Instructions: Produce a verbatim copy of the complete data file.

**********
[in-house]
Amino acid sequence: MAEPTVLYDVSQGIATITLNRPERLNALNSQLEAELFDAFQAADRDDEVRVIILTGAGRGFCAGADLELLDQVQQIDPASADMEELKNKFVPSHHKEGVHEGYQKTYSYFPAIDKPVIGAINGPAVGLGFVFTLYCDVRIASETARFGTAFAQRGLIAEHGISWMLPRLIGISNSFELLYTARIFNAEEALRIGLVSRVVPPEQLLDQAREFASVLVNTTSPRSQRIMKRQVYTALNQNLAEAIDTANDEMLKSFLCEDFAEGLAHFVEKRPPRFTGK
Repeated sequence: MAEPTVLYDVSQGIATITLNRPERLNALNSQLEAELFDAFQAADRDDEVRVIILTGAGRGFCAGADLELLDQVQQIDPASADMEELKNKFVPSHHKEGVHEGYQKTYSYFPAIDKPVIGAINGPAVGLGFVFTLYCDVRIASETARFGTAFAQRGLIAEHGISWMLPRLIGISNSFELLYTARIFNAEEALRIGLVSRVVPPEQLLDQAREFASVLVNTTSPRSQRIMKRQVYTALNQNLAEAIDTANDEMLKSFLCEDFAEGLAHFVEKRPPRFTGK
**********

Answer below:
[in-house]
Amino acid sequence: MAEPTVLYDVSQGIATITLNRPERLNALNSQLEAELFDAFQAADRDDEVRVIILTGAGRGFCAGADLELLDQVQQIDPASADMEELKNKFVPSHHKEGVHEGYQKTYSYFPAIDKPVIGAINGPAVGLGFVFTLYCDVRIASETARFGTAFAQRGLIAEHGISWMLPRLIGISNSFELLYTARIFNAEEALRIGLVSRVVPPEQLLDQAREFASVLVNTTSPRSQRIMKRQVYTALNQNLAEAIDTANDEMLKSFLCEDFAEGLAHFVEKRPPRFTGK
Repeated sequence: MAEPTVLYDVSQGIATITLNRPERLNALNSQLEAELFDAFQAADRDDEVRVIILTGAGRGFCAGADLELLDQVQQIDPASADMEELKNKFVPSHHKEGVHEGYQKTYSYFPAIDKPVIGAINGPAVGLGFVFTLYCDVRIASETARFGTAFAQRGLIAEHGISWMLPRLIGISNSFELLYTARIFNAEEALRIGLVSRVVPPEQLLDQAREFASVLVNTTSPRSQRIMKRQVYTALNQNLAEAIDTANDEMLKSFLCEDFAEGLAHFVEKRPPRFTGK